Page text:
This is the third outing for Ciarán Dowd’s Rodolfo Martini Toyota. We’ve seen this swashbuckler out to avenge his father in Don Rodolfo. He embraced God and struggled with celibacy in Padre Rodolfo. Now he’s gone full batshit tyrant mode in this new adventure as Rodolfo I, King of England.
As ever, the main draw is Dowd’s rakish performance as this preening blaggard. When not boasting about his sexual prowess and divine toosh, he’s taking us on wildly imaginative flights of fancy all told in a questionable accent, which suggests Rodolfo’s birthplace could be anywhere between Seville and Sligo. What's new here is that a wrinkle of social commentary has slipped in between the daft jokes and derring-do. After all, it can’t be an accident that this idiotic mad-shagger with a god complex and the inability to tell the truth calls to mind some recent leaders of the western world.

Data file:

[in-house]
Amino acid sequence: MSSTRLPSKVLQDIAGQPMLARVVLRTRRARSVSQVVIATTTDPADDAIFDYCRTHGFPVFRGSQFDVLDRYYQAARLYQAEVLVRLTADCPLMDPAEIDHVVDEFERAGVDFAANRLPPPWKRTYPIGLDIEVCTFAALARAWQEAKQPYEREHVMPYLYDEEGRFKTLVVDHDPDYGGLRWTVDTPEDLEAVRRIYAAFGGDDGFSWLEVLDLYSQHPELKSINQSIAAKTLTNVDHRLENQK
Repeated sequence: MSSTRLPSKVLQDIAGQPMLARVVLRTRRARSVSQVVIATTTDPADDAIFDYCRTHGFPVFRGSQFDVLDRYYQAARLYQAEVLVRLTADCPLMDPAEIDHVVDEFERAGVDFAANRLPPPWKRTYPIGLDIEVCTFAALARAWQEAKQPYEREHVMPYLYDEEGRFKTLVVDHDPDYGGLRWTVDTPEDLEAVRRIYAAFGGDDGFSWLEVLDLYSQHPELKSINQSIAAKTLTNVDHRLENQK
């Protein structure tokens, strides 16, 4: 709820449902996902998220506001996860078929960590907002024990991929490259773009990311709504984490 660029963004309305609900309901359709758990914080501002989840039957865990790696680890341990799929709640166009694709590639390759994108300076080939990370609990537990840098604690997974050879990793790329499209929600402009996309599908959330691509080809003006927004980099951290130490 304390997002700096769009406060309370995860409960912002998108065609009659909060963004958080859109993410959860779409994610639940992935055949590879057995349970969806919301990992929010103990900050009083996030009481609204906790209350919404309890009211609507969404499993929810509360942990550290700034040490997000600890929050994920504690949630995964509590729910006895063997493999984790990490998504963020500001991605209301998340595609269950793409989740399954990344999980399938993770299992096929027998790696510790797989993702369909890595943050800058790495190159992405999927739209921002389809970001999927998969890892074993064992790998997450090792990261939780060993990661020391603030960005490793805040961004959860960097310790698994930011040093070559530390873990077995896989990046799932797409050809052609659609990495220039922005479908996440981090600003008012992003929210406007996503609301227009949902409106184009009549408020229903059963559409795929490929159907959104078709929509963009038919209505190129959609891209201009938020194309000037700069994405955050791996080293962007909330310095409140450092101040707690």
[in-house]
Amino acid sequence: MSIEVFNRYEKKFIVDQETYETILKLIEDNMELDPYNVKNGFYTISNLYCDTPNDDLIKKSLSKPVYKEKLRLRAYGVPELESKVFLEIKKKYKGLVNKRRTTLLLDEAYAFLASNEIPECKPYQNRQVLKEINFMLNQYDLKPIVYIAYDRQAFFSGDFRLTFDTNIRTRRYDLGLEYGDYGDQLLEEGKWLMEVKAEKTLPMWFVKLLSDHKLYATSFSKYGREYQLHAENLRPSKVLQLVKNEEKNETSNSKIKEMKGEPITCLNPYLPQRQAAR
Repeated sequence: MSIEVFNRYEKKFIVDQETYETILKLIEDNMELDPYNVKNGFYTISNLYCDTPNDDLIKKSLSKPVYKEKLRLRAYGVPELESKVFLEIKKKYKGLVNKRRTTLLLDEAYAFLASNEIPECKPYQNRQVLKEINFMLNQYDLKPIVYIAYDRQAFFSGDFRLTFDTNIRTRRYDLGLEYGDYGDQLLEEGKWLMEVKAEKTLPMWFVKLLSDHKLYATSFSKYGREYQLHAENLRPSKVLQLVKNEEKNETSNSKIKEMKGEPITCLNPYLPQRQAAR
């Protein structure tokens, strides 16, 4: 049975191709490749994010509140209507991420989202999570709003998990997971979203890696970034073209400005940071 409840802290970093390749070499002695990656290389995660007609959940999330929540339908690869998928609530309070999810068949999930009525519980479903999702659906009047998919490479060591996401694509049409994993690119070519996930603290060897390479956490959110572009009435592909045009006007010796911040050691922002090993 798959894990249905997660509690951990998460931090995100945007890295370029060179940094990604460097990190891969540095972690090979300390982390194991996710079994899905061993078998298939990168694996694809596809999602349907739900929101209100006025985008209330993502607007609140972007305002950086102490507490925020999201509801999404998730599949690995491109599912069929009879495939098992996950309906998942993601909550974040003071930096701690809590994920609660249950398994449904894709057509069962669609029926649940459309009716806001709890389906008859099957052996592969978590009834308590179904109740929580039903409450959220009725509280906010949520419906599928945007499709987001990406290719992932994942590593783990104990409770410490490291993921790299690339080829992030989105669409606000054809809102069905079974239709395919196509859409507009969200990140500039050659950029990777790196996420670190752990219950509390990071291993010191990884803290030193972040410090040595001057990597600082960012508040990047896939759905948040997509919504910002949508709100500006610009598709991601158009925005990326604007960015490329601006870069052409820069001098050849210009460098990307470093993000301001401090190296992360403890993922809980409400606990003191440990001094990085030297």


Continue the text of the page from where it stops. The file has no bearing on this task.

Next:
Dowd doesn’t labour this point though; this isn’t a show designed to make you think much. We’re here to have a good time, and Dowd’s daft shenanigans and sly stagecraft certainly deliver. More sane characters appear, like Rodolfo's sickly son Dragons, and an actual plot emerges too, which proves surprisingly thrilling thanks to some well-deployed twists and a particularly neat piece of old-school stage trickery. But don’t let the slickness of the presentation fool you: the show is also deeply puerile. The highlight is surely Dowd’s jaw-dropping reimagining of a Trojan Horse if the Greeks had been on a budget. Given how much Dowd was corpsing throughout that section, we'd hazard a guess it’s his favourite part of the show too.